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Re: KPack's 1954 Panama
Home away from home
Joined:
2008/3/21 18:20
Posts: 2297
And if you would prefer to just have the normal manual brakes I have all of that stuff.

A word about dual masters: unless the brake pedal system is engineered to give the full stroke the new master cylinder requires it avails NOTHING. Some of my Studebaker customers have bought dual master cylinder upgrade kits and I have even installed them. In every instance I find that when one bleeder screw is opened there are NO brakes as the pedal can not stroke the cylinder far enough. So the "upgrade" is a fools paradise.

In actual practice brake tubing only fails by rusting , and that mostly but not always from outside, or some sort of bizarre trauma. In 48 years of fooling with old cars I have not yet seen a brake hose burst although I have seen them plug. All that to say that you can actually buy a very high level of safety by merely replacing all of your brake tubing and hoses. I am emphatic on this point: there should be no Packards running around with their original brake tubing at this age. For about $30 you can install the wonderful new nickel-copper lines from stem to stern and have genuine safety for your family. By the way, new wheel cylinders and master are available for you car for little money.

Posted on: 6/11 18:36:01
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Re: KPack's 1954 Panama
Home away from home
Joined:
2008/10/27 6:47
From Ellensburg, WA
Posts: 273
Steve - thanks, I will definitely try to keep this blog updated on a regular basis. I have lots to learn and you all have a lot of knowledge to share.

Don - I do have some of the original Easamatic parts in the trunk, though I haven't looked closely to see what exactly is there. I'm hoping to hit the brakes in the next couple of weeks, so I'll need to make a decision here shortly on which way to proceed. I may take you up on the Easamatic parts.

Ross - I've read dozens of pages on various restorations and have basically concluded that new brake lines are a must. I've never done them before, but the process looks fairly straightforward, though laborious. Luckily I have a neighbor who is a mechanic by trade and will be helping me out with various parts of the project. And he has a lift that will be invaluable!

-Kevin

Posted on: 6/11 20:31:13
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Re: KPack's 1954 Panama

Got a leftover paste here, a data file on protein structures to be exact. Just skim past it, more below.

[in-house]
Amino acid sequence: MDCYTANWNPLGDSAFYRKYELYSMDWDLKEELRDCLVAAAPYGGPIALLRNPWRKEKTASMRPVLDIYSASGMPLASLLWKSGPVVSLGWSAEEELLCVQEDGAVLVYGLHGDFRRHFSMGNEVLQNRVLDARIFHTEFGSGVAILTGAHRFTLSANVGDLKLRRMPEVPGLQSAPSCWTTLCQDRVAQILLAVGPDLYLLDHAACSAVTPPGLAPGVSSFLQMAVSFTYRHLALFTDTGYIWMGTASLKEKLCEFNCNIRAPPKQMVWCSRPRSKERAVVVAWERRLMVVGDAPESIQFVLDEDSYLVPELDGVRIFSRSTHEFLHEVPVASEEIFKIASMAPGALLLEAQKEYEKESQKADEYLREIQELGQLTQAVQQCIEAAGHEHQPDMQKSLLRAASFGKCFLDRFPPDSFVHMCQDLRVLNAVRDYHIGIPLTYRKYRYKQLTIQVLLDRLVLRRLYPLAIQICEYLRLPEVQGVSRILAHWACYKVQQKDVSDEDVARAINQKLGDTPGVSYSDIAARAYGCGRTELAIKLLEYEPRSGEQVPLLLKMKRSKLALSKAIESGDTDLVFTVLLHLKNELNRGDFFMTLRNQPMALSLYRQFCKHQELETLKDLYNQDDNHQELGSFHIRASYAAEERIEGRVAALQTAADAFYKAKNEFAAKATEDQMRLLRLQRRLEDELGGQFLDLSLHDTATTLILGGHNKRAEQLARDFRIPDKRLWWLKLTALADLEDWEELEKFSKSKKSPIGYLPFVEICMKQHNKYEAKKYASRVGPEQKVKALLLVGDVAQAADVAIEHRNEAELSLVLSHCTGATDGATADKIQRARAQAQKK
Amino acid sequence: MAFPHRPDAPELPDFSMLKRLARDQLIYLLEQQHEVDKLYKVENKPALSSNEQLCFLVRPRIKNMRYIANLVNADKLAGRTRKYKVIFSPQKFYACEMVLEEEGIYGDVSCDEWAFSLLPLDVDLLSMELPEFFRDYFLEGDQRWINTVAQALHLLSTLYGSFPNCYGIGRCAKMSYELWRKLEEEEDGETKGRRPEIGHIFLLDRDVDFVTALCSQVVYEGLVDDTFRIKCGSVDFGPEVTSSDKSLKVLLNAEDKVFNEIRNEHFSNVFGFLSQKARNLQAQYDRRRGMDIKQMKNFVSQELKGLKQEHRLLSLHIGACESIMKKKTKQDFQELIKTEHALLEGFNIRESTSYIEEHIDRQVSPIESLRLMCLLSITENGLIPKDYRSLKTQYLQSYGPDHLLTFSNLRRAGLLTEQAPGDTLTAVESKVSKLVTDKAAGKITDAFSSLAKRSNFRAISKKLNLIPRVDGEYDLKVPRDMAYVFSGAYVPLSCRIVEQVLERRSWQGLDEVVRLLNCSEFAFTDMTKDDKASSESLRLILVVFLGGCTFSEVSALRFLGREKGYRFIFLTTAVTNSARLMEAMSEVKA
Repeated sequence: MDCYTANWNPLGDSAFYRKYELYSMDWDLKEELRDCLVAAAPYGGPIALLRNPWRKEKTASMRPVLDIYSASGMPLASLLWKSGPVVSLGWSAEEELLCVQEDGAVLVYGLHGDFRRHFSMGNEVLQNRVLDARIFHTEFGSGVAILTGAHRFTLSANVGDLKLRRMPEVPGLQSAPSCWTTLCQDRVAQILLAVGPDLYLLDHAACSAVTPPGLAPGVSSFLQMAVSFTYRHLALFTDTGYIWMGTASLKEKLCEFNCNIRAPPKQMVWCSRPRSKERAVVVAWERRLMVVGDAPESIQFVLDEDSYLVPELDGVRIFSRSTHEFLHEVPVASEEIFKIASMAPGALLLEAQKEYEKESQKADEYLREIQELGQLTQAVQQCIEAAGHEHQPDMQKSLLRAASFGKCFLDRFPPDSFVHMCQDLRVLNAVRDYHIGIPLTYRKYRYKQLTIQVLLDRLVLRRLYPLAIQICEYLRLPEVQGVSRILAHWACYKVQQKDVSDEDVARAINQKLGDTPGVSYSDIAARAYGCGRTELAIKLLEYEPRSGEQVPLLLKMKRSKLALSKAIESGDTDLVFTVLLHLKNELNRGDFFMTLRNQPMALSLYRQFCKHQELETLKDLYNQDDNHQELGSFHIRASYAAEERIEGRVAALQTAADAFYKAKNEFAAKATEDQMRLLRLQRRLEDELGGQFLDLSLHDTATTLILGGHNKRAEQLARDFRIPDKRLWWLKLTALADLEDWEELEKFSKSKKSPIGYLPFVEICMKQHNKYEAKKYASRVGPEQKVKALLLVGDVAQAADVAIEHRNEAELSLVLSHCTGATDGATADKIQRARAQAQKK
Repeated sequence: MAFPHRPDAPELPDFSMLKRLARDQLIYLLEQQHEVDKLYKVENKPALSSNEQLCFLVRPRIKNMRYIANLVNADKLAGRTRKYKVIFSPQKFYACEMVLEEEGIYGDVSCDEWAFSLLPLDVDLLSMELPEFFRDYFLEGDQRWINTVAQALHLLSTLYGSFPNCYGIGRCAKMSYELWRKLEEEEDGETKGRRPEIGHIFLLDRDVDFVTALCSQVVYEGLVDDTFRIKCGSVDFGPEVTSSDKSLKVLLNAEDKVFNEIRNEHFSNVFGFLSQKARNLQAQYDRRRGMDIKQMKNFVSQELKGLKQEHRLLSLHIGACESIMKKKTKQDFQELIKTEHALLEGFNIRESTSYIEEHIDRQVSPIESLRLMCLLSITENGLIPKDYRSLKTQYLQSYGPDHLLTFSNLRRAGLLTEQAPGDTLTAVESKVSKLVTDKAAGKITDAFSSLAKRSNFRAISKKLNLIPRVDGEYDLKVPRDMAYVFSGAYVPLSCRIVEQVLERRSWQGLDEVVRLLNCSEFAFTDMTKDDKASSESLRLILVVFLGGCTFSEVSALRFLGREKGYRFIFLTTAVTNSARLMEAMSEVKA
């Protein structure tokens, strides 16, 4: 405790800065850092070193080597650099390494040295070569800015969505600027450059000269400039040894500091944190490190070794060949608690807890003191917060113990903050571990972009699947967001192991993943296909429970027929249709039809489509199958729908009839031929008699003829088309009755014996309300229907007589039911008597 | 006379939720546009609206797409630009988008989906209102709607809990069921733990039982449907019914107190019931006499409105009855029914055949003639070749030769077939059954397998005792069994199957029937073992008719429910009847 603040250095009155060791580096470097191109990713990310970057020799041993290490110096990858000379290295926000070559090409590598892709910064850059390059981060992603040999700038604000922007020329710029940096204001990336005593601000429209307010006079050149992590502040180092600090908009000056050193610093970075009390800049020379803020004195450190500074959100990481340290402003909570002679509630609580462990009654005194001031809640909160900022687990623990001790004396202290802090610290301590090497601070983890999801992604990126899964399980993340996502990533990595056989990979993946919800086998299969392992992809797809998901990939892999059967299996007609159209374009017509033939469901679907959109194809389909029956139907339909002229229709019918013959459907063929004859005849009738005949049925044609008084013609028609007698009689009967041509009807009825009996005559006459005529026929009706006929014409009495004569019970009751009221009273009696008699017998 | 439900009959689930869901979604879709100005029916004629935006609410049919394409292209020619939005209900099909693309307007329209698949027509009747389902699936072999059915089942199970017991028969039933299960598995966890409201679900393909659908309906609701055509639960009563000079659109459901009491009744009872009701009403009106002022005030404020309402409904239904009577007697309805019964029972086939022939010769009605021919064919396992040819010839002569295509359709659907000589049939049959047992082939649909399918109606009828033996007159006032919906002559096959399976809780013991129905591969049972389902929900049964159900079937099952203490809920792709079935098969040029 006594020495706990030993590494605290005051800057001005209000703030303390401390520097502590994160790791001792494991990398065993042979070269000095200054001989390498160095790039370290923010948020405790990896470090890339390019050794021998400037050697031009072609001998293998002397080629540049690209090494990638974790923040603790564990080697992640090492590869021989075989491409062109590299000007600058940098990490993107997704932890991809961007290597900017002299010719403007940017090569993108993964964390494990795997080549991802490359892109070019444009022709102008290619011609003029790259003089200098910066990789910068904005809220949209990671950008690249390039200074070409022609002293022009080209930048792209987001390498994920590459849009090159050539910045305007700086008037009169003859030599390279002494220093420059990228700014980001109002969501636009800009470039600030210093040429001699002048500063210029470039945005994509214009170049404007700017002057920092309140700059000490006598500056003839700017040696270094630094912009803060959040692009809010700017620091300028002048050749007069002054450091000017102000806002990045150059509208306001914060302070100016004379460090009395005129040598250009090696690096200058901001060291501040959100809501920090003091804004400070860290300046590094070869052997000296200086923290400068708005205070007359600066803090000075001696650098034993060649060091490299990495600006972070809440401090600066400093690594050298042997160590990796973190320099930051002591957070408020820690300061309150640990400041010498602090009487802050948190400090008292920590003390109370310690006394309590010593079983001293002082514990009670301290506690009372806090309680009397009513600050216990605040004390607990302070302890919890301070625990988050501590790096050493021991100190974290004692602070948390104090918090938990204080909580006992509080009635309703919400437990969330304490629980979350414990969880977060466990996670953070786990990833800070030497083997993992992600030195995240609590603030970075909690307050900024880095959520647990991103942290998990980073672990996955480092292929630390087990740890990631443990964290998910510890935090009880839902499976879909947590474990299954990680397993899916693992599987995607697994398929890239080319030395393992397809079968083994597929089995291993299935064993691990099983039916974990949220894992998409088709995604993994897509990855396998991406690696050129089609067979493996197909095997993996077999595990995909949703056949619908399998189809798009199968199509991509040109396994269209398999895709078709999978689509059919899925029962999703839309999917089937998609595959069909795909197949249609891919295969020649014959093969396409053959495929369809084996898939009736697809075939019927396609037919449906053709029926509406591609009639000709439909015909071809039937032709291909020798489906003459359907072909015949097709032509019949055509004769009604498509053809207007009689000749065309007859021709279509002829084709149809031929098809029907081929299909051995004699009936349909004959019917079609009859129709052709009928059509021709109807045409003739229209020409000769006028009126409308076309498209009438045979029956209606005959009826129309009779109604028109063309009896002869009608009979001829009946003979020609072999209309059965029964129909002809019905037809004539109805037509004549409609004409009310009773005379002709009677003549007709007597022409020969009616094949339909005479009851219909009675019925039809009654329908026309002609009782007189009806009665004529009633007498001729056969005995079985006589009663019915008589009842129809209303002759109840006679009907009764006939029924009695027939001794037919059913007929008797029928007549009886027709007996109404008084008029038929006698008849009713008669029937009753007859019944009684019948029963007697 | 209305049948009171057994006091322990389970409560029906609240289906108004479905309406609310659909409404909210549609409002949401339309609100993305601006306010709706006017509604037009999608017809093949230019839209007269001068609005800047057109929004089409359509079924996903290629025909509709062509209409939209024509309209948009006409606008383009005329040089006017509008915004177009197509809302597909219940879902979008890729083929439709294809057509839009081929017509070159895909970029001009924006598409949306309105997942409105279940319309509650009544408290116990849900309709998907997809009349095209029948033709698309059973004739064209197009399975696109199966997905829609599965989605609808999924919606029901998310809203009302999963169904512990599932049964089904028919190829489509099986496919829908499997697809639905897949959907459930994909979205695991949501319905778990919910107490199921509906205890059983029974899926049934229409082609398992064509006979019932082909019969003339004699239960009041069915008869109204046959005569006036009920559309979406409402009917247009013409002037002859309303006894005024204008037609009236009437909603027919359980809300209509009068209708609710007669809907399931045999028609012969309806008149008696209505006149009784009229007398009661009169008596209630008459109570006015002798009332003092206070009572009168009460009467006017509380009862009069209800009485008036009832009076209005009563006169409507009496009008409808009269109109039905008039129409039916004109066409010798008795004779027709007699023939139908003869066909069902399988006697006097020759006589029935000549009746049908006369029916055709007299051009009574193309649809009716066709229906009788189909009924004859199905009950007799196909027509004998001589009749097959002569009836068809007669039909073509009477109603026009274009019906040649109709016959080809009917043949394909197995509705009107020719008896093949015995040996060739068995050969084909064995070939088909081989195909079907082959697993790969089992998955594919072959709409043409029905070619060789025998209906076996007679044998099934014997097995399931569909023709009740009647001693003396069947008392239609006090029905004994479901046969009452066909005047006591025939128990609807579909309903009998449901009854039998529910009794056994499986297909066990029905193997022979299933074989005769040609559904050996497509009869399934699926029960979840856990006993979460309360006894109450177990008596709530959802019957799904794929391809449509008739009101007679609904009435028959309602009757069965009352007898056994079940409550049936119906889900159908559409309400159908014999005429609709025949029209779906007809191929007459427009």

Home away from home
Joined:
2008/10/27 6:47
From Ellensburg, WA
Posts: 273
Mouse Remediation

The car has an obvious mouse problem. The interior reeks, and droppings can be seen everywhere. I removed the front bench the first day I had the car to see what was underneath. No evidence of mice in the front bench thankfully, though poop everywhere. Today I started the unpleasant task of cleaning up the mice crap. I had placed a couple of mousetraps in the car the past two days, and this morning I found a mouse in one of them. An auspicious way to start my day.

I removed the rear seat and found a couple of long dead mice and evidence of a nest. Also found what appears to be the original factory speaker


There is mouse detritus inside that crossbeam and it's really hard to clean out


There was a nest underneath the rear seat. After cleaning up the junk on the outside, doesn't appear to be anything up inside the springs (at least that I can see)


By far the largest nest was in the front of the headliner. It was crazy big. More info on that in the next post. Here's half of it:

Posted on: 6/12 22:04:27
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Re: KPack's 1954 Panama
Home away from home
Joined:
2008/10/27 6:47
From Ellensburg, WA
Posts: 273
Continued....

I followed the CDC's guidelines for cleaning up damage from rodents in cars. Long sleeves, thick gloves, mask, etc. I soaked as much debris as I could in 9:1 water to bleach (per CDC) for at least five minutes before wiping it up with paper towels and putting it in a trash bag. There are literally no respirators available, but I was able to find a 3M P95 mask, that I overlayed with a level 3 surgical to keep the P95 clean. It was a very messy job.


Here's what it looks like after cleaning. The smell is significantly lessened, but definitely still lingering. I think the roof is the main culprit.





-Kevin

Posted on: 6/12 22:04:58
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Re: KPack's 1954 Panama
Home away from home
Joined:
2008/10/27 6:47
From Ellensburg, WA
Posts: 273
Headliner Removal

I was dreading this job, and it was about as unpleasant as I expected. The first challenge was getting past the many layers of trim to get to the headliner. These screws haven't been used in 60 years and they were not in good condition. On the sunshades, 5 out of 6 mounting screws (tiny things) broke immediately upon mild pressure with a screwdriver...even after soaking for two days with PB blaster. That was the first sign of trouble.

The trim over the windows was also difficult to remove. The screws were tough, and some were rusted. I eventually won the battle though. Some screws will not be reusable, so I'll have to find some that are similar when the time comes to put everything back together.


One I exposed the edges of the headliner, I popped it off the old glue that was holding it down. Then I just ripped it off the bows. It was so fragile that it came down easily.


And here's the other half of the nest that was in the front of the headliner. The amount of stuffing that the mice brought up here was unbelievable. And the amount of mouse poo was insane.


The original asphalt-like insulation was up there but mostly unattached. It pulled down easily. There was a ton of surface rust underneath it, so maybe a problem with condensation?? The bows are also pretty rusty, but should be able to get cleaned up and painted.


The biggest issue is up at the front of the roof where the huge mouse nest was. There is bad rust here that I was not expecting. I haven't found rust anywhere else on the car, so I was shocked to see this. I actually think it's from mouse pee....it probably kept this area moist for years. That thing on the left of the picture is where the sunshade mounts (driver's side), complete with broken screws.